Academic Paper: Provisions of Common Law
Provisions of Common Law
The common law stipulates that, the greater an employer’s control over the agent’s work, the more it is likely that the agent is an employee. However, if the employer has insignificant control over work of the agent relationship ceases to be considered an employer-employee agency. A second key consideration finds out, whether the employer legally withholds taxes from payments to the worker.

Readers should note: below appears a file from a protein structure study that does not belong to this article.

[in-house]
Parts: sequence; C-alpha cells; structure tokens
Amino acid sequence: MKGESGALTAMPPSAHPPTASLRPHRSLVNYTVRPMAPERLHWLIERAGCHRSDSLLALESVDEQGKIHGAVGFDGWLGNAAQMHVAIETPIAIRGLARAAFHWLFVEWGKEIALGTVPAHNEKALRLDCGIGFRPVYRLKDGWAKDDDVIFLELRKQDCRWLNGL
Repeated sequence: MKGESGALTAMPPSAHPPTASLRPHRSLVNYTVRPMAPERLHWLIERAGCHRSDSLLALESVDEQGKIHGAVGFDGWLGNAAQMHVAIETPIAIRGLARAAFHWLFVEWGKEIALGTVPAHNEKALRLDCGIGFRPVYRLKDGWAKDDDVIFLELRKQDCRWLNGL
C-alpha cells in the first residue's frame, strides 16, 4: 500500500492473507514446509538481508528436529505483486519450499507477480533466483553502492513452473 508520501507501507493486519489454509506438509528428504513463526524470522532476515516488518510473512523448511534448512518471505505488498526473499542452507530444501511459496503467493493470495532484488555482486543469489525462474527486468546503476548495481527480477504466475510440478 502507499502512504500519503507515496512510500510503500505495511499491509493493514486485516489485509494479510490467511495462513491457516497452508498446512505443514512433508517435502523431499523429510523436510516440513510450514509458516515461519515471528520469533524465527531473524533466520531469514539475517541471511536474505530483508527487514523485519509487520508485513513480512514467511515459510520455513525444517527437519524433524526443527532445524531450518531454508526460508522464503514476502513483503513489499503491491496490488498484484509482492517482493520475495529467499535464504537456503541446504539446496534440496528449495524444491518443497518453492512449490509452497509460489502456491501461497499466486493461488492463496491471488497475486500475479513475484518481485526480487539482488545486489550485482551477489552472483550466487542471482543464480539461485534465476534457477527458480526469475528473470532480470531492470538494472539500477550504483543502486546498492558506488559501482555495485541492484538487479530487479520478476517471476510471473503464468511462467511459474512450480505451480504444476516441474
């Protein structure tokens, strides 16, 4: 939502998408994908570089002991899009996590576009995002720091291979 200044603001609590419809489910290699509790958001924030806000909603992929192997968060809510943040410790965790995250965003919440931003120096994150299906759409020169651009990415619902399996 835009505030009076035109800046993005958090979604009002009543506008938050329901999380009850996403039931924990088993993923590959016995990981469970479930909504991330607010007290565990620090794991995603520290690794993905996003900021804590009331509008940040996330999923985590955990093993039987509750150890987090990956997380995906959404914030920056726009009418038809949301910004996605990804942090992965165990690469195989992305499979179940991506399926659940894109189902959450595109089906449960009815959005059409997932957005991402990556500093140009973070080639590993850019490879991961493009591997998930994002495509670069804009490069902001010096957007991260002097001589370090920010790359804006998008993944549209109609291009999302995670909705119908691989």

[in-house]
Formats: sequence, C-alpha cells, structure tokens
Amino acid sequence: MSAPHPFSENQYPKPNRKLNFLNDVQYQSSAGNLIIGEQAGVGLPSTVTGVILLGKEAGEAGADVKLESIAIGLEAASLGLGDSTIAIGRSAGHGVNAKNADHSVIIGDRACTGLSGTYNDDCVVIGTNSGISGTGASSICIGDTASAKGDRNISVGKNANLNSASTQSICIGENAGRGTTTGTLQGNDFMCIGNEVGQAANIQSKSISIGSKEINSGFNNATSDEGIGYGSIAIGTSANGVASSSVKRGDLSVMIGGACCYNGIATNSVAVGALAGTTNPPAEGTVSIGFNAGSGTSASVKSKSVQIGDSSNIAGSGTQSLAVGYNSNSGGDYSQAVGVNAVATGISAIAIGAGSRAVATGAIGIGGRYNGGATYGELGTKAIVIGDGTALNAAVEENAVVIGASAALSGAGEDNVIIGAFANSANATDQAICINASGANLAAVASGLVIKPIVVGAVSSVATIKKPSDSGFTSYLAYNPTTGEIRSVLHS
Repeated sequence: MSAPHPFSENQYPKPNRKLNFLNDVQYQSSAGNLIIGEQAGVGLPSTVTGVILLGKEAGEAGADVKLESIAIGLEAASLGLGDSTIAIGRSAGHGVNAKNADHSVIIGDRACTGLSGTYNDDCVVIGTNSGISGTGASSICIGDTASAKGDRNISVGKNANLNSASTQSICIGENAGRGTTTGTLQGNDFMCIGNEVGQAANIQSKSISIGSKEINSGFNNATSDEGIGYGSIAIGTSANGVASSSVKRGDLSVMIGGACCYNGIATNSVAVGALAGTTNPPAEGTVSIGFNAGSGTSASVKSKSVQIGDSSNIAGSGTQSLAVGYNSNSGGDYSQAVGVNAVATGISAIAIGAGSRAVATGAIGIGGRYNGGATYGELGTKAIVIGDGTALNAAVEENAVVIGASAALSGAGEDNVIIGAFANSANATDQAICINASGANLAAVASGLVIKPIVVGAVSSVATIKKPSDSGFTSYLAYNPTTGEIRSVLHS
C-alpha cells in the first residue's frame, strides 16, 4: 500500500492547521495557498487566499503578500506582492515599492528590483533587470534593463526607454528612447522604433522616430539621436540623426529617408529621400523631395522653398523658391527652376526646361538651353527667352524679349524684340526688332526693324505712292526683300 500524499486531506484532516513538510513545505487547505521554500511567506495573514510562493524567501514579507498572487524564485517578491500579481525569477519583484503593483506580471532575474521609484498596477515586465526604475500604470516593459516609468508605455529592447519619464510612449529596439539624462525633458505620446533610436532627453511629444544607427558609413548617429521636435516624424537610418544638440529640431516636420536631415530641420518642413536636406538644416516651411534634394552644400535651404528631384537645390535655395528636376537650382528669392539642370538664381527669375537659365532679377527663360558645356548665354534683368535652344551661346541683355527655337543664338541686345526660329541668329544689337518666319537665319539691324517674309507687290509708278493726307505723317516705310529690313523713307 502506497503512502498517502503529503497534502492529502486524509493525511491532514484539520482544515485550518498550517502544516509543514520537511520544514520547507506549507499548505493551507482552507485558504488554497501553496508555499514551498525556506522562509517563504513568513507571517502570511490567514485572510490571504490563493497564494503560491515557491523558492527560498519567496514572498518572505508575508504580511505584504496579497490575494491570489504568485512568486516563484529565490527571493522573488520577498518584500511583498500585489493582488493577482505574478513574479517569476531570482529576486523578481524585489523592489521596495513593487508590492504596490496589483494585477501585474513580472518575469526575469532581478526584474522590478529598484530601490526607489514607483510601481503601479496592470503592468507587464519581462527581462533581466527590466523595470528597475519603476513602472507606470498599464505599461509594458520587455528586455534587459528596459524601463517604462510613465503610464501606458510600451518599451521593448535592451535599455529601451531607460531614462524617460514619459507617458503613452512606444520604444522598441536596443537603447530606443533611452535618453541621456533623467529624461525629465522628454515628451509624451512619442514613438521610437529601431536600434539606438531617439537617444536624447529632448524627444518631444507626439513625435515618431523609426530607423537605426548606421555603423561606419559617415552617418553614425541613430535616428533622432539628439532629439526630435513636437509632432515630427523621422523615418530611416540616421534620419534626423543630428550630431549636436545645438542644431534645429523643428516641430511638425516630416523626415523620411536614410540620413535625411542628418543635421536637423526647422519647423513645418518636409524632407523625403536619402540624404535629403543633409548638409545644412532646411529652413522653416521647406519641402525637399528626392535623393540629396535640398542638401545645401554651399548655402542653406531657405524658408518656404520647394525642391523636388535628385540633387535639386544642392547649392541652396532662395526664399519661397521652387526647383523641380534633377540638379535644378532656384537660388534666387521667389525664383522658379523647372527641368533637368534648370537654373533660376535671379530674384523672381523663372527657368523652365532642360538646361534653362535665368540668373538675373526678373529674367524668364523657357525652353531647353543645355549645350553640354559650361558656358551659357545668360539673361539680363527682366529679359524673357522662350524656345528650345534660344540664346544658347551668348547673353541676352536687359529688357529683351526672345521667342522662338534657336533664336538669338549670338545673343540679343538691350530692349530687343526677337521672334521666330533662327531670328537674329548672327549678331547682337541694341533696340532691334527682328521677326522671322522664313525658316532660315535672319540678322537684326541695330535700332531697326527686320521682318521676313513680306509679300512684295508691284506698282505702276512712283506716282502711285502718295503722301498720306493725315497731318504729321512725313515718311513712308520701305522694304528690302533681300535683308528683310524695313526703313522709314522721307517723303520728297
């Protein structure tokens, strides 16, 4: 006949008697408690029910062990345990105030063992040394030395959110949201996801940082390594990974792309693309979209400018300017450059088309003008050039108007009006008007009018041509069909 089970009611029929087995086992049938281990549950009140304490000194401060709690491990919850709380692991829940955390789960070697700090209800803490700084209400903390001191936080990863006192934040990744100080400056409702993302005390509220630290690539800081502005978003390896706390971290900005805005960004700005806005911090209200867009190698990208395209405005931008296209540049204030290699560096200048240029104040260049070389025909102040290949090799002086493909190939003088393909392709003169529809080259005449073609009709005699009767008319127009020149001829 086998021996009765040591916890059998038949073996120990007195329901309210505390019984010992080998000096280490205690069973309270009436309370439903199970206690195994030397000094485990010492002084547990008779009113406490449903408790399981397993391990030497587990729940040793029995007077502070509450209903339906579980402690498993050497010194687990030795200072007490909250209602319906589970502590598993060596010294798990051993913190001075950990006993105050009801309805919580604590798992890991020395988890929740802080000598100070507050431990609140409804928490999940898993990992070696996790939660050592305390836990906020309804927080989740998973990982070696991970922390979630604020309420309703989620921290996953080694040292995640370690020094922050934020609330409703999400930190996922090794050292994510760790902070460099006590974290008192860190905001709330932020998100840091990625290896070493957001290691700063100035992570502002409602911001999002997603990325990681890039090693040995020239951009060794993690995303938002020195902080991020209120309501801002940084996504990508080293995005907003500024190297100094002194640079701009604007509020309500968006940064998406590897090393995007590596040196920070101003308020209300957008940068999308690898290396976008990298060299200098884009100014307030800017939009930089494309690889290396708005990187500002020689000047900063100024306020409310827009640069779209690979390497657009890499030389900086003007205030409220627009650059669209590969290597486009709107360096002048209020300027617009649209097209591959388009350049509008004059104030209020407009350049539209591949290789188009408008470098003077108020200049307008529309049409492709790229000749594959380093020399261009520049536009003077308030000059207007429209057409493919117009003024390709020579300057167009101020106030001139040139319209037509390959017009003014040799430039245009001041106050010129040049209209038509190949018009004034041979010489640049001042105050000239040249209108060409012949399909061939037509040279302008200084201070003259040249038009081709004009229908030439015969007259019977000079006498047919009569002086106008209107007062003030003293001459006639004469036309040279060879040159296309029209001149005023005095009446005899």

In regard to the relationship between Blatt and Scott, the court is likely to hold that, Scott was an independent contractor. The fact that Scott financed her own office and the staff, was paid according to performance, had no taxes withheld from her checks, and could legally sell products of Massachusetts Mutual’s competitors is enough to conclude that she was an independent contractor. Moreover, under the doctrine, of common law, Blatt (principal) is, therefore, bound to meet the following legal obligation in respect to his breached agency with Scott (agent). Blatt is expected to pay Scott remuneration and or commission for the work she did. However, where there are no express provisions covering remunerations of the agent, a court is expected to imply a reasonable sum in respect to the service offered. Provisions of common law state that, where an agent is entitled to his compensation on the occurrence of some future activity, he will be entitled to it only if that event takes place.
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